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Re: erect posture and its implications
At 14:43 -0400 19/6/98, Jack wrote:
>On Thu, 18 Jun 1998, Larry Dunn wrote:
>> Agreed, but are they then migrating to exploit various stationary food
>oops, sorry, guess I should've read the original post; didn't realize you
>were discussing stationary food sources. I have no idea about any
>carnivore which migrates to take advantage of a stationary food source.
While not strictly stationary, the following food sources are locally
- Whale sharks cruise to the coral reefs off Western Australia during coral
spawning season to feed on the coral gametes.
- Californian elephant seals mate and raise their young on the Pacific
coast, but swim to Hawaiian or Alaskan waters to feed when not mating,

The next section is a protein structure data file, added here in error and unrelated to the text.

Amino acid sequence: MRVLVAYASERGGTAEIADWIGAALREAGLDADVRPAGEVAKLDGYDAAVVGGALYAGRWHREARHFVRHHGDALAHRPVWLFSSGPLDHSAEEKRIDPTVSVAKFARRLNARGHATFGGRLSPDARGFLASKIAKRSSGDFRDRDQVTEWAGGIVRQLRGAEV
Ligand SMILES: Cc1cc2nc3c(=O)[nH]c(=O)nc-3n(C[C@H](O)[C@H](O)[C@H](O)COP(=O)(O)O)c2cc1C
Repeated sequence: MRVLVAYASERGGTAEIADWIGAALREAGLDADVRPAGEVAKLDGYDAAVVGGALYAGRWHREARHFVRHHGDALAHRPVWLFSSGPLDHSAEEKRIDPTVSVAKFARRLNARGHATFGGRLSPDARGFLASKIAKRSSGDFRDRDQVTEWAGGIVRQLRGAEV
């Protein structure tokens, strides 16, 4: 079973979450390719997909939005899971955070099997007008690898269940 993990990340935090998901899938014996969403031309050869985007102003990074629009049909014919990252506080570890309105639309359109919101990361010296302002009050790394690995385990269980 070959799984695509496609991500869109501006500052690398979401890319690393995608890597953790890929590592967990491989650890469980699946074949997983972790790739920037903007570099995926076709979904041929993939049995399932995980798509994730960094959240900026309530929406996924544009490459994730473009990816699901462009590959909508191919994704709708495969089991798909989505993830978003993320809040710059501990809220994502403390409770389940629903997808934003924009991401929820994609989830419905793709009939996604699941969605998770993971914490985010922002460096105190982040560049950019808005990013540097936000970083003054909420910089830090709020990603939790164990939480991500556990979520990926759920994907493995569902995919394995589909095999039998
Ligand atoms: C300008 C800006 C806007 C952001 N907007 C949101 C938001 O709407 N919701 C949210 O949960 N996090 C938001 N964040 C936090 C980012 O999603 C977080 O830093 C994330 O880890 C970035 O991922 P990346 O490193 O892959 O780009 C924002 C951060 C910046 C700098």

birthing, nursing, or building harems. (I think females go to Hawaii and
males to Alaska. No gratuitous comments, please.)
- How far will grizzly bears travel to find a salmon run?
- I believe Atlantic humpback whales birth and mate and fast in the
Caribbean and eat in the plankton-rich North Atlantic.
These marine examples don't hold much relevance to dinosaurs or even any
other terrestrial animal, but the seals and whales do raise at least one
question in my mind: are they migrating to the food from the mating
/birthing grounds or from the food to the mating/birthing grounds?
I'd have to think that the choice of mating ground came first, possibly
when such were adjacent to food. As the food gradually moved away with
climate or other envronmental change, the animals had to follow it. This
almost has to be the case when considering the sexually divided feeding
strategy of the elephant seals - the two sexes were not likely divided at
first, and met randomly on the California coast to make babies.
OK, I think this is off-topic enough.
Laurie Nyveen email@example.com
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